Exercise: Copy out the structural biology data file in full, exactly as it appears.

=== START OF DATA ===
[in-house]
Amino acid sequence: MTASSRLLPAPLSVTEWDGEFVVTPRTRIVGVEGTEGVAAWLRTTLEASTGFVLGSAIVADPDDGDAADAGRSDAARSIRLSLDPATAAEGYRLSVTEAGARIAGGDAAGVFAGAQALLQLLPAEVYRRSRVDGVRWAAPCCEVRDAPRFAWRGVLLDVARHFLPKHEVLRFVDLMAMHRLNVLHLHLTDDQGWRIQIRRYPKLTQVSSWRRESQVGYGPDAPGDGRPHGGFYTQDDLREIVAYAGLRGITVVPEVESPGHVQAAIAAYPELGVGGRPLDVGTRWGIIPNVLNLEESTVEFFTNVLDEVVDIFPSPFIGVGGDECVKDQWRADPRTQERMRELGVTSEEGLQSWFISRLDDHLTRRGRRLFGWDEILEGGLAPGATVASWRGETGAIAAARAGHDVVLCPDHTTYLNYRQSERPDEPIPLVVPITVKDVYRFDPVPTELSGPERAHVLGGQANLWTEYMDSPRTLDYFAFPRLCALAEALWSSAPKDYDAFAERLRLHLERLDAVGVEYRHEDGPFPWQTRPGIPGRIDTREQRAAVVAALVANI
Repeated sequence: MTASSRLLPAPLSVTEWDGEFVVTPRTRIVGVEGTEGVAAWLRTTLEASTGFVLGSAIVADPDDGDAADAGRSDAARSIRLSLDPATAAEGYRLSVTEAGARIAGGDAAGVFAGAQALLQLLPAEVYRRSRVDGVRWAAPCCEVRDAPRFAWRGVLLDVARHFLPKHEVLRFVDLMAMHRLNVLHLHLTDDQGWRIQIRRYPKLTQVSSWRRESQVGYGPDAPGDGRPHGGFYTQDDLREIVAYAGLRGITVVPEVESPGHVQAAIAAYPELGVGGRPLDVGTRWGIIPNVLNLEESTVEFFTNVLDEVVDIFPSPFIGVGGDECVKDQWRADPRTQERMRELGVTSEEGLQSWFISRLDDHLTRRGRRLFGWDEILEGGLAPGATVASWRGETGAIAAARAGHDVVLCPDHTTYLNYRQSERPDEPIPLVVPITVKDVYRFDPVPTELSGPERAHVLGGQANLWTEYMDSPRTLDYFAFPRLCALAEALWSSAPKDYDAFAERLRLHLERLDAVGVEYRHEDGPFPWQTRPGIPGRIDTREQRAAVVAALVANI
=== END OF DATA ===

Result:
[in-house]
Amino acid sequence: MTASSRLLPAPLSVTEWDGEFVVTPRTRIVGVEGTEGVAAWLRTTLEASTGFVLGSAIVADPDDGDAADAGRSDAARSIRLSLDPATAAEGYRLSVTEAGARIAGGDAAGVFAGAQALLQLLPAEVYRRSRVDGVRWAAPCCEVRDAPRFAWRGVLLDVARHFLPKHEVLRFVDLMAMHRLNVLHLHLTDDQGWRIQIRRYPKLTQVSSWRRESQVGYGPDAPGDGRPHGGFYTQDDLREIVAYAGLRGITVVPEVESPGHVQAAIAAYPELGVGGRPLDVGTRWGIIPNVLNLEESTVEFFTNVLDEVVDIFPSPFIGVGGDECVKDQWRADPRTQERMRELGVTSEEGLQSWFISRLDDHLTRRGRRLFGWDEILEGGLAPGATVASWRGETGAIAAARAGHDVVLCPDHTTYLNYRQSERPDEPIPLVVPITVKDVYRFDPVPTELSGPERAHVLGGQANLWTEYMDSPRTLDYFAFPRLCALAEALWSSAPKDYDAFAERLRLHLERLDAVGVEYRHEDGPFPWQTRPGIPGRIDTREQRAAVVAALVANI
Repeated sequence: MTASSRLLPAPLSVTEWDGEFVVTPRTRIVGVEGTEGVAAWLRTTLEASTGFVLGSAIVADPDDGDAADAGRSDAARSIRLSLDPATAAEGYRLSVTEAGARIAGGDAAGVFAGAQALLQLLPAEVYRRSRVDGVRWAAPCCEVRDAPRFAWRGVLLDVARHFLPKHEVLRFVDLMAMHRLNVLHLHLTDDQGWRIQIRRYPKLTQVSSWRRESQVGYGPDAPGDGRPHGGFYTQDDLREIVAYAGLRGITVVPEVESPGHVQAAIAAYPELGVGGRPLDVGTRWGIIPNVLNLEESTVEFFTNVLDEVVDIFPSPFIGVGGDECVKDQWRADPRTQERMRELGVTSEEGLQSWFISRLDDHLTRRGRRLFGWDEILEGGLAPGATVASWRGETGAIAAARAGHDVVLCPDHTTYLNYRQSERPDEPIPLVVPITVKDVYRFDPVPTELSGPERAHVLGGQANLWTEYMDSPRTLDYFAFPRLCALAEALWSSAPKDYDAFAERLRLHLERLDAVGVEYRHEDGPFPWQTRPGIPGRIDTREQRAAVVAALVANI